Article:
Words gushing upon the page; morsels and dabs of all sorts of delectable considerations vying for space to catch my eye - I wonder how they'll taste on a big home baked slice of rye.

Offline VanessaC

  • Status: Jane Austen
  • ***
  • Posts: 270
  • Gender: Female
  • UK
    • View Profile
Re: Craft Discussion: Do you prefer Parataxis or Hypotaxis or neither?
« Reply #39 on: June 13, 2018, 01:49:59 AM »
This makes me think of NCIS in one episode the main character talked in staccato it was hysterical

The.Next.Time.You.See.Me.You.Will.Know.That.You.Are.Safe.

I have never laughed and cried so hard at the stupidity of a scene before.

I haven't ever seen it used successfully, but I am sure it can be done.

A show beloved by so many, but so, so much potential for ridicule.

Yes. You are unique. Or you could be suffering from Hypotaxis. In case you were wondering, Parataxis usually only effects those over the age of 95 who drink 18-20 bottles of wine a day.

:)

Phew - I was worried there for a moment.  :D


In terms of writing and reading. I hear you about the staccato nature of a paratactic approach, though I will say that I find the staccato lends something to the experience more than it takes away for me. It's a stylistic choice that I think really adds to the story and my enjoyment.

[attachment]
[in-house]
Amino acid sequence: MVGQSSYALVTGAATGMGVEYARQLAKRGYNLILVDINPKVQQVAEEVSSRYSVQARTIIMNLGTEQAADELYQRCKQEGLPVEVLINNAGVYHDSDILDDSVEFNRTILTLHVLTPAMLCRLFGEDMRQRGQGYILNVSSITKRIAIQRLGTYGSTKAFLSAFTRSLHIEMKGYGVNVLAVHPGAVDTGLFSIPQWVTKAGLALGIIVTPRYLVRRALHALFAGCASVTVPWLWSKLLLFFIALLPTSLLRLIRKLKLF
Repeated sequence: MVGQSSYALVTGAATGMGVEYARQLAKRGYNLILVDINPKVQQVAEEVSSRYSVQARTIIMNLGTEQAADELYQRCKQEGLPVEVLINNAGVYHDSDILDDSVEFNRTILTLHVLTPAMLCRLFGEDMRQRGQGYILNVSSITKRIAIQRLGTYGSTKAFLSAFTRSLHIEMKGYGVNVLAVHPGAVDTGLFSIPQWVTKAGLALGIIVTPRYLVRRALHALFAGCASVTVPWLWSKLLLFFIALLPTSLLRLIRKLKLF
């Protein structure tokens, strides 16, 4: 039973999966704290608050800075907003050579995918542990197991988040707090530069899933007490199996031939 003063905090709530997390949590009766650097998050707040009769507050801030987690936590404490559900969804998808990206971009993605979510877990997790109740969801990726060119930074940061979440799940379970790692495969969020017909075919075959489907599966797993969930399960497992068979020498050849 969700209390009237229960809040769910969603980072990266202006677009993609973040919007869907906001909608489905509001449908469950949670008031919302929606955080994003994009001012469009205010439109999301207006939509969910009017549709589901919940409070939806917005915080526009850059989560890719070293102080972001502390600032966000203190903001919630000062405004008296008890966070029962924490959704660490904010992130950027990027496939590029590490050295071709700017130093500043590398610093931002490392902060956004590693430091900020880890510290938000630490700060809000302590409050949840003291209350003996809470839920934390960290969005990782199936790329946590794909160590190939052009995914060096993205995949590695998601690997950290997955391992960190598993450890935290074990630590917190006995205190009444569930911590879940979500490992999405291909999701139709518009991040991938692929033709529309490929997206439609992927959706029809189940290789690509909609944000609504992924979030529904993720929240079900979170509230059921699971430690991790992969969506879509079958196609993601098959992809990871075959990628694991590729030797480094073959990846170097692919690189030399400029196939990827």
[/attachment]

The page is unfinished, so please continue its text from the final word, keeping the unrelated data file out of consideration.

I liken story to a stretch of road the author has laid out and the road has specific characteristics chosen by its engineer. The intent in building that road, as opposed (usually) to the building of actual roads where efficiency and safety are of paramount concern, is to take you somewhere the author/engineer wants you to go, but also in a manner of the engineer's choosing. Kind of like how a rollercoaster designer has a specific experience in mind for riders when they're thinking about the design.

Perhaps given the context of the scene or the manner in which the author means to convey 'x', said author wants the reader to traverse a bumpy road, thus the usefulness of staccato that often accompanies the paratactic approach.